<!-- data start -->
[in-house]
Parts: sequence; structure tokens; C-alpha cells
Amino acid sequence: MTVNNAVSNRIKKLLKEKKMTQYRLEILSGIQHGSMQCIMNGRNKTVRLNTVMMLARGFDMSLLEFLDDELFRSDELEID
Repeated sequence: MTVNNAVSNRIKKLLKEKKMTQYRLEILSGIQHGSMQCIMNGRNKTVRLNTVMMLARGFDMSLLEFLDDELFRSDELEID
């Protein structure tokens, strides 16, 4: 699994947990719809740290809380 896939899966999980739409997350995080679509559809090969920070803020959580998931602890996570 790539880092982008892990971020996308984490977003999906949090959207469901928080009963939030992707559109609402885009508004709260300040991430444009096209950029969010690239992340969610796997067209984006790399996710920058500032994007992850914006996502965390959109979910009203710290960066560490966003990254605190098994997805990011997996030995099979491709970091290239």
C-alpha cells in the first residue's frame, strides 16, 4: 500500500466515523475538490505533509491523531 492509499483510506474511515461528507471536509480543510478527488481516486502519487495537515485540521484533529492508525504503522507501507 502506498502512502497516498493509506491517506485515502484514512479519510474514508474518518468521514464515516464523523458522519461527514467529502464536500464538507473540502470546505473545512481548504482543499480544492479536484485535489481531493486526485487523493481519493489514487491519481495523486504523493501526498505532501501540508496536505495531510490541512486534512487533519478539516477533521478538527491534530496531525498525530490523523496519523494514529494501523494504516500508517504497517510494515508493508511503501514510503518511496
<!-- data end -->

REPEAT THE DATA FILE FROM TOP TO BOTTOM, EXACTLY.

[in-house]
Parts: sequence; structure tokens; C-alpha cells
Amino acid sequence: MTVNNAVSNRIKKLLKEKKMTQYRLEILSGIQHGSMQCIMNGRNKTVRLNTVMMLARGFDMSLLEFLDDELFRSDELEID
Repeated sequence: MTVNNAVSNRIKKLLKEKKMTQYRLEILSGIQHGSMQCIMNGRNKTVRLNTVMMLARGFDMSLLEFLDDELFRSDELEID
């Protein structure tokens, strides 16, 4: 699994947990719809740290809380 896939899966999980739409997350995080679509559809090969920070803020959580998931602890996570 790539880092982008892990971020996308984490977003999906949090959207469901928080009963939030992707559109609402885009508004709260300040991430444009096209950029969010690239992340969610796997067209984006790399996710920058500032994007992850914006996502965390959109979910009203710290960066560490966003990254605190098994997805990011997996030995099979491709970091290239």
C-alpha cells in the first residue's frame, strides 16, 4: 500500500466515523475538490505533509491523531 492509499483510506474511515461528507471536509480543510478527488481516486502519487495537515485540521484533529492508525504503522507501507 502506498502512502497516498493509506491517506485515502484514512479519510474514508474518518468521514464515516464523523458522519461527514467529502464536500464538507473540502470546505473545512481548504482543499480544492479536484485535489481531493486526485487523493481519493489514487491519481495523486504523493501526498505532501501540508496536505495531510490541512486534512487533519478539516477533521478538527491534530496531525498525530490523523496519523494514529494501523494504516500508517504497517510494515508493508511503501514510503518511496